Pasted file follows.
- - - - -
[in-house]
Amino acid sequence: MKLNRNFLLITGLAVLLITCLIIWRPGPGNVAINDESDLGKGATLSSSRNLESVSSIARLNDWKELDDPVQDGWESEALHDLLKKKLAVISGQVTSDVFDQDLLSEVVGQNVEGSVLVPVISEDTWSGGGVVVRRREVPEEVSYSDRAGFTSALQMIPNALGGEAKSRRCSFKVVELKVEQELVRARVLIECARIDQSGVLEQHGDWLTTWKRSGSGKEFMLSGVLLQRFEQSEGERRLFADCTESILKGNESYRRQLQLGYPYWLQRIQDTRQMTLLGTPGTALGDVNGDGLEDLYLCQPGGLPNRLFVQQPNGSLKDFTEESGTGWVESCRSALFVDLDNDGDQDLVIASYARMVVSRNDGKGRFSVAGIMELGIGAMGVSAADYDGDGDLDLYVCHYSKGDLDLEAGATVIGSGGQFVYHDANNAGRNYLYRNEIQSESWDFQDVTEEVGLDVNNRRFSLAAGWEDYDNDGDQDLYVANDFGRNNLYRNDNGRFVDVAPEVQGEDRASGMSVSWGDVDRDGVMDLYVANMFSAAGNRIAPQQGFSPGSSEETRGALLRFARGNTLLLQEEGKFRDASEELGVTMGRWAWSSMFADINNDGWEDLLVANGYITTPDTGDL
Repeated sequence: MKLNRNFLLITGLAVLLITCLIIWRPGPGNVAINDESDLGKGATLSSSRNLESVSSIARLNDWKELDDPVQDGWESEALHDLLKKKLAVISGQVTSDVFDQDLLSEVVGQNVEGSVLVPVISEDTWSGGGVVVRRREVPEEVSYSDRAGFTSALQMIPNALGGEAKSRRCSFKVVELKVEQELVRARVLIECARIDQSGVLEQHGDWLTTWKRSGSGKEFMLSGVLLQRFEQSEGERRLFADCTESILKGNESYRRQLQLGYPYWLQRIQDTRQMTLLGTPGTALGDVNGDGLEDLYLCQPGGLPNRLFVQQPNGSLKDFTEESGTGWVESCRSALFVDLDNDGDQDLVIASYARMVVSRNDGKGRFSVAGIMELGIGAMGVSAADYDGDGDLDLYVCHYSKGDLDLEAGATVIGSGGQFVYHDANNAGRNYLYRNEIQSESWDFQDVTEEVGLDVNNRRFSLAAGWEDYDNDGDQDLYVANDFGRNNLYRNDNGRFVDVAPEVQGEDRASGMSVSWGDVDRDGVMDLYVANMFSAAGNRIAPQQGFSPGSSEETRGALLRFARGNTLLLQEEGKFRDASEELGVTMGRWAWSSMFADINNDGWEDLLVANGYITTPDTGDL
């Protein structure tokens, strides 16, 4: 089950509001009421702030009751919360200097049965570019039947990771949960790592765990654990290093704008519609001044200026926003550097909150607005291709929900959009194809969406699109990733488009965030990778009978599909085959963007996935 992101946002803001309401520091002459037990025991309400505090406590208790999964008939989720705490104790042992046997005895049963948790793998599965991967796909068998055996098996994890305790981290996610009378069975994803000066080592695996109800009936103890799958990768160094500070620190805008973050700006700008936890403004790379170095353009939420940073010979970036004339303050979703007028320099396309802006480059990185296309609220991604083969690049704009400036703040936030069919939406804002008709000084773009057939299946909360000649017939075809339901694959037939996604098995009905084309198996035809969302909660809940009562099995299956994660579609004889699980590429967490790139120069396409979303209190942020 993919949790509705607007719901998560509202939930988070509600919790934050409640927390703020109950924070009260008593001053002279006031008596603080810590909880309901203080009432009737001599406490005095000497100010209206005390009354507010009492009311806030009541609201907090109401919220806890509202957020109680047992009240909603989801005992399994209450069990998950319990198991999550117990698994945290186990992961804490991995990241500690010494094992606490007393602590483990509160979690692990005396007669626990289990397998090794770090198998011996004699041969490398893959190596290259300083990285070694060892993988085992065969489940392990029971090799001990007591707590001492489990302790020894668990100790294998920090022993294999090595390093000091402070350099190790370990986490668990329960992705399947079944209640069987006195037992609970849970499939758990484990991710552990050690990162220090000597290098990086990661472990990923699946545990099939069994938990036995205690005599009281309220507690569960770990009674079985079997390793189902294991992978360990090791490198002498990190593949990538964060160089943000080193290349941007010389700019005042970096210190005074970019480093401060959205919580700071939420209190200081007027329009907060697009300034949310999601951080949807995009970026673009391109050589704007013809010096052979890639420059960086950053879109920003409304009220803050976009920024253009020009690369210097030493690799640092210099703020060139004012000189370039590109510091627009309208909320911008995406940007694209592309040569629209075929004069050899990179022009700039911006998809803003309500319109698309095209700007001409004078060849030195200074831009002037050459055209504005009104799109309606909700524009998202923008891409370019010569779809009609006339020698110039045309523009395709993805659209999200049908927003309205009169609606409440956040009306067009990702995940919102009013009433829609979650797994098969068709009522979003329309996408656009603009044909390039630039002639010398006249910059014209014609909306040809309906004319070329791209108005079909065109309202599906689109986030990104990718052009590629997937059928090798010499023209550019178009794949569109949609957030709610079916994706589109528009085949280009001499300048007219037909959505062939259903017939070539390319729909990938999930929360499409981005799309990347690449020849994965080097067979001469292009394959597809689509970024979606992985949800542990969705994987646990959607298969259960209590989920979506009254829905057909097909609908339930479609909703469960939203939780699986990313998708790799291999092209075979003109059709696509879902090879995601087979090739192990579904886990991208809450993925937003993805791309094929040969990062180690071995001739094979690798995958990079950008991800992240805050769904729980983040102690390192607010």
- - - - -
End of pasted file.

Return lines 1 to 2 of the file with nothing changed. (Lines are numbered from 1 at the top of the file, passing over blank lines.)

[in-house]
Amino acid sequence: MKLNRNFLLITGLAVLLITCLIIWRPGPGNVAINDESDLGKGATLSSSRNLESVSSIARLNDWKELDDPVQDGWESEALHDLLKKKLAVISGQVTSDVFDQDLLSEVVGQNVEGSVLVPVISEDTWSGGGVVVRRREVPEEVSYSDRAGFTSALQMIPNALGGEAKSRRCSFKVVELKVEQELVRARVLIECARIDQSGVLEQHGDWLTTWKRSGSGKEFMLSGVLLQRFEQSEGERRLFADCTESILKGNESYRRQLQLGYPYWLQRIQDTRQMTLLGTPGTALGDVNGDGLEDLYLCQPGGLPNRLFVQQPNGSLKDFTEESGTGWVESCRSALFVDLDNDGDQDLVIASYARMVVSRNDGKGRFSVAGIMELGIGAMGVSAADYDGDGDLDLYVCHYSKGDLDLEAGATVIGSGGQFVYHDANNAGRNYLYRNEIQSESWDFQDVTEEVGLDVNNRRFSLAAGWEDYDNDGDQDLYVANDFGRNNLYRNDNGRFVDVAPEVQGEDRASGMSVSWGDVDRDGVMDLYVANMFSAAGNRIAPQQGFSPGSSEETRGALLRFARGNTLLLQEEGKFRDASEELGVTMGRWAWSSMFADINNDGWEDLLVANGYITTPDTGDL